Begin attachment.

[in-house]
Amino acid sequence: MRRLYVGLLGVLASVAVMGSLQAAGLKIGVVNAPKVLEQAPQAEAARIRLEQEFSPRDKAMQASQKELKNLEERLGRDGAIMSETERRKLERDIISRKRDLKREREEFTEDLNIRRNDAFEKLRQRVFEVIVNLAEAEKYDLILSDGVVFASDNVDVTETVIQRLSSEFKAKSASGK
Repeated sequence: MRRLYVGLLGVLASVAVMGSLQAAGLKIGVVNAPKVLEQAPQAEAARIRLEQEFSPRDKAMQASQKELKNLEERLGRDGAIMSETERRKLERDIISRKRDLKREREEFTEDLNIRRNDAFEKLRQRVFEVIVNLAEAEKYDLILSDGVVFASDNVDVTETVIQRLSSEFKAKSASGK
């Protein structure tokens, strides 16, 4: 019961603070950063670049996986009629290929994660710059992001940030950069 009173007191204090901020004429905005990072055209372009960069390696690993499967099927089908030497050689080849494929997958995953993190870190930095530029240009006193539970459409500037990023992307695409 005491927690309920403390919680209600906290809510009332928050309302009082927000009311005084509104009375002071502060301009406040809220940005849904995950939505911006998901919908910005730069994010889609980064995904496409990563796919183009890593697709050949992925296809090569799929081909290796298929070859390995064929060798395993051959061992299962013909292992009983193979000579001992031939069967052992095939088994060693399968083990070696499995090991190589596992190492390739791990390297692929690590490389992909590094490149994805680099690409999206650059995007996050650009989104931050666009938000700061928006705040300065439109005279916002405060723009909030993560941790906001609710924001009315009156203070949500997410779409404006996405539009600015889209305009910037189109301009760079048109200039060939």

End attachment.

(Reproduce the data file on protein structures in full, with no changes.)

[in-house]
Amino acid sequence: MRRLYVGLLGVLASVAVMGSLQAAGLKIGVVNAPKVLEQAPQAEAARIRLEQEFSPRDKAMQASQKELKNLEERLGRDGAIMSETERRKLERDIISRKRDLKREREEFTEDLNIRRNDAFEKLRQRVFEVIVNLAEAEKYDLILSDGVVFASDNVDVTETVIQRLSSEFKAKSASGK
Repeated sequence: MRRLYVGLLGVLASVAVMGSLQAAGLKIGVVNAPKVLEQAPQAEAARIRLEQEFSPRDKAMQASQKELKNLEERLGRDGAIMSETERRKLERDIISRKRDLKREREEFTEDLNIRRNDAFEKLRQRVFEVIVNLAEAEKYDLILSDGVVFASDNVDVTETVIQRLSSEFKAKSASGK
């Protein structure tokens, strides 16, 4: 019961603070950063670049996986009629290929994660710059992001940030950069 009173007191204090901020004429905005990072055209372009960069390696690993499967099927089908030497050689080849494929997958995953993190870190930095530029240009006193539970459409500037990023992307695409 005491927690309920403390919680209600906290809510009332928050309302009082927000009311005084509104009375002071502060301009406040809220940005849904995950939505911006998901919908910005730069994010889609980064995904496409990563796919183009890593697709050949992925296809090569799929081909290796298929070859390995064929060798395993051959061992299962013909292992009983193979000579001992031939069967052992095939088994060693399968083990070696499995090991190589596992190492390739791990390297692929690590490389992909590094490149994805680099690409999206650059995007996050650009989104931050666009938000700061928006705040300065439109005279916002405060723009909030993560941790906001609710924001009315009156203070949500997410779409404006996405539009600015889209305009910037189109301009760079048109200039060939």